A total of 117 (60%) BRCA1 and 79 (40%) BRCA2 carriers were included. Median age was 49 (interquartile range [IQR], 41-63) years. Common mutations were 185delAG in BRCA1 (87 of 117 [74%]) and 6174delIT in BRCA2 (67 of 79 [85%]).

Thirty-four (17%) patients were diagnosed with 46 malignant abnormalities; 13 (28%) were identified during screening. Median age at first cancer diagnosis was 54 (IQR, 44-63) years. Seven patients had multiple malignant abnormalities, with a median of 3 per patient (range, 2-4). The most common malignant abnormality was prostatic adenocarcinoma identified in 10 (8.6%) BRCA1 carriers , and 3 (3.8%) BRCA2 carriers (Figure, A). Initial screening identified malignant abnormalities of the prostate (n = 9), pancreas (n = 2), and skin (n = 2), all treated with a curative intent.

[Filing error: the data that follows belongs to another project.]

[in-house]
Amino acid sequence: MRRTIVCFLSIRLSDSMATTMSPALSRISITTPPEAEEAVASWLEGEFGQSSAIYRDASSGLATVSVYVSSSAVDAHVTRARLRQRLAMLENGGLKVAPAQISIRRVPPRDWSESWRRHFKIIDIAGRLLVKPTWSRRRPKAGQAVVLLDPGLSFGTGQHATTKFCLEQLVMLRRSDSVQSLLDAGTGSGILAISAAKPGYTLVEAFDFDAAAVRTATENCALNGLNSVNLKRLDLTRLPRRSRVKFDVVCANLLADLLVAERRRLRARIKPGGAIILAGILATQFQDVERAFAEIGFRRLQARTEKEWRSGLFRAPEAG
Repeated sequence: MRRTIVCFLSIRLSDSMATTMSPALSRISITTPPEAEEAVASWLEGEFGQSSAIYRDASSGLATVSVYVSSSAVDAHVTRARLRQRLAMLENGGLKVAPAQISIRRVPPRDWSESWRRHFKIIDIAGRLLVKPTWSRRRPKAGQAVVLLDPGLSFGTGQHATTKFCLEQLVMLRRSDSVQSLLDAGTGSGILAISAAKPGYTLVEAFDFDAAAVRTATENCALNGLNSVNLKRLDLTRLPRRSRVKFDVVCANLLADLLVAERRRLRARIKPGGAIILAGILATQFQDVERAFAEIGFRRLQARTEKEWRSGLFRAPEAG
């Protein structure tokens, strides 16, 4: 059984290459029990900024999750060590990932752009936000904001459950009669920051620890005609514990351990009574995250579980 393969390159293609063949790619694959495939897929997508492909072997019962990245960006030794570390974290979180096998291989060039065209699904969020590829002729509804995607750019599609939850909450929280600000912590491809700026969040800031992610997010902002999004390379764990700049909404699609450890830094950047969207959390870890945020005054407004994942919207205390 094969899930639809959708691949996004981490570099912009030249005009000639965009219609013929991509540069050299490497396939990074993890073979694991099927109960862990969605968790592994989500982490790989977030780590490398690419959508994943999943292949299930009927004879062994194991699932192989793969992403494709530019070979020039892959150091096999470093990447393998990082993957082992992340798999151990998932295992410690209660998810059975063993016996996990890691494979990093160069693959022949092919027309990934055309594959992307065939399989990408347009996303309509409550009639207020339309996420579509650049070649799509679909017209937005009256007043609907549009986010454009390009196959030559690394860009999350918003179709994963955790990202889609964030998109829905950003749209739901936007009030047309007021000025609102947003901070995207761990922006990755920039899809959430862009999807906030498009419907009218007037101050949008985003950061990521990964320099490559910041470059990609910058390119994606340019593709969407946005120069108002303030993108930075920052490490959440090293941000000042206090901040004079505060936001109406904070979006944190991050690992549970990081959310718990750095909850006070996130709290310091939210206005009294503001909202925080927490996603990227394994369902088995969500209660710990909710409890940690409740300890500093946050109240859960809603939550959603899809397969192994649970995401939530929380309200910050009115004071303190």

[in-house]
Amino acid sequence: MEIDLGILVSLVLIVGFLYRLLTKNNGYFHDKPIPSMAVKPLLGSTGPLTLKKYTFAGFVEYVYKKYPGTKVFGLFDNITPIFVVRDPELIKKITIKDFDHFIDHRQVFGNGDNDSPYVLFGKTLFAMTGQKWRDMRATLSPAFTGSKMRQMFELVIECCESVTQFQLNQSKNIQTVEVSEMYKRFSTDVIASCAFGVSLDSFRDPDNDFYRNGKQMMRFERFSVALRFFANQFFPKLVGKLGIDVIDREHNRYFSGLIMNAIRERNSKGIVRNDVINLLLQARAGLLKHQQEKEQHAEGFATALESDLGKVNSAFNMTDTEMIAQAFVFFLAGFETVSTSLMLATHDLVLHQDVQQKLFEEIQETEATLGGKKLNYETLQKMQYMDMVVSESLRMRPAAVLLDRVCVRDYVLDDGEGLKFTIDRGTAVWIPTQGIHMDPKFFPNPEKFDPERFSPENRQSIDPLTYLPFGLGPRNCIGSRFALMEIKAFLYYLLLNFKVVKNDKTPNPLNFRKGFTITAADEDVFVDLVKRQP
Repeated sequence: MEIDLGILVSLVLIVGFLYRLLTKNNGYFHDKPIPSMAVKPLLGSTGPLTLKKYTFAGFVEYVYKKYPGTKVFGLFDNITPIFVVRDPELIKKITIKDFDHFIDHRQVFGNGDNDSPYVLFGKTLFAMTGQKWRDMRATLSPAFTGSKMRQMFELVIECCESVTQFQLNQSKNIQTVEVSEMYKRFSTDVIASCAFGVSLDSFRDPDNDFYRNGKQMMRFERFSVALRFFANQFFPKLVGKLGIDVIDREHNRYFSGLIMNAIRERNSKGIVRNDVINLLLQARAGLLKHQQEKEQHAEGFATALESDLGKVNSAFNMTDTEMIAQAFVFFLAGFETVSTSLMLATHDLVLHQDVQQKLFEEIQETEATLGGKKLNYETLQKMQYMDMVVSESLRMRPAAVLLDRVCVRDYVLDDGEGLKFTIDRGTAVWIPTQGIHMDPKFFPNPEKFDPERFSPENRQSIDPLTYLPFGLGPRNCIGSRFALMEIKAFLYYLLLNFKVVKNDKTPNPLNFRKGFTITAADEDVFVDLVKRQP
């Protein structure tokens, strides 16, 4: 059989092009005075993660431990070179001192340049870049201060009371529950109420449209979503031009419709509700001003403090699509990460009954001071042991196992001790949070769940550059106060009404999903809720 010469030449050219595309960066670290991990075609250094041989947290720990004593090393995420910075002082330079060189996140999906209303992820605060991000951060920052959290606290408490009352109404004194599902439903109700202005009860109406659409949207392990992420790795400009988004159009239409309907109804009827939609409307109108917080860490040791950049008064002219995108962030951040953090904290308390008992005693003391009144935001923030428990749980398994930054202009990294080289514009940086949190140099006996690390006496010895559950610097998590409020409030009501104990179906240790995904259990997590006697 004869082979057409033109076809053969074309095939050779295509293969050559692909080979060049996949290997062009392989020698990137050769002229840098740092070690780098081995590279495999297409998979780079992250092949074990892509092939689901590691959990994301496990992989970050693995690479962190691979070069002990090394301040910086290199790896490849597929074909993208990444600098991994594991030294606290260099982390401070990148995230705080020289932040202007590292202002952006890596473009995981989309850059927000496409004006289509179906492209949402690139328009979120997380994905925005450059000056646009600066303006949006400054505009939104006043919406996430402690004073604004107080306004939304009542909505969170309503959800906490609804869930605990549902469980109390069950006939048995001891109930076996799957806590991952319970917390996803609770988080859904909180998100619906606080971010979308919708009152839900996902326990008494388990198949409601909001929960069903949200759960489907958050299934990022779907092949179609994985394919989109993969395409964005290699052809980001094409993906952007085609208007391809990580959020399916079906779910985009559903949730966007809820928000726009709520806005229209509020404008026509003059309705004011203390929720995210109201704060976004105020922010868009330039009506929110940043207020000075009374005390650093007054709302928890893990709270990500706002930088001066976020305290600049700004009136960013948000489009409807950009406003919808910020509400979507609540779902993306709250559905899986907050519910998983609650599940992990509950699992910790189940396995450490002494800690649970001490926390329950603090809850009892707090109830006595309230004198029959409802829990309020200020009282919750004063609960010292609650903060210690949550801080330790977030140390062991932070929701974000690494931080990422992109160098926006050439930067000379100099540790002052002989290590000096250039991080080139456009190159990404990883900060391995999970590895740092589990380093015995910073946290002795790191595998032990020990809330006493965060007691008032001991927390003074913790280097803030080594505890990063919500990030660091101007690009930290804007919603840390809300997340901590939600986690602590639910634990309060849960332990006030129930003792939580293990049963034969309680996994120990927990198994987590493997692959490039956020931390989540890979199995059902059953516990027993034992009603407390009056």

Compared with the Jewish-Israeli male population, men with BRCA mutations had a significant increase in overall incidence of malignant disease (standardized incidence ratio, 8; 95% CI, 5.74-10.85; P < .001). BRCA mutations were associated with an elevated incidence of prostate, melanoma, pancreas, and breast cancers; however, the incidence of colon cancer was not higher (Figure, B).

Discussion

Current recommendations for the screening of BRCA-positive men include annual clinical breast examination starting at age 35 and yearly prostate cancer screening in BRCA2 carriers starting at age 45.5 We devised a screening protocol for male BRCA mutation carriers based on malignant abnormalities previously associated with this group of patients. Twenty-eight percent of malignant abnormalities were identified during screening, all of which were found at early stage and amenable to curative treatment.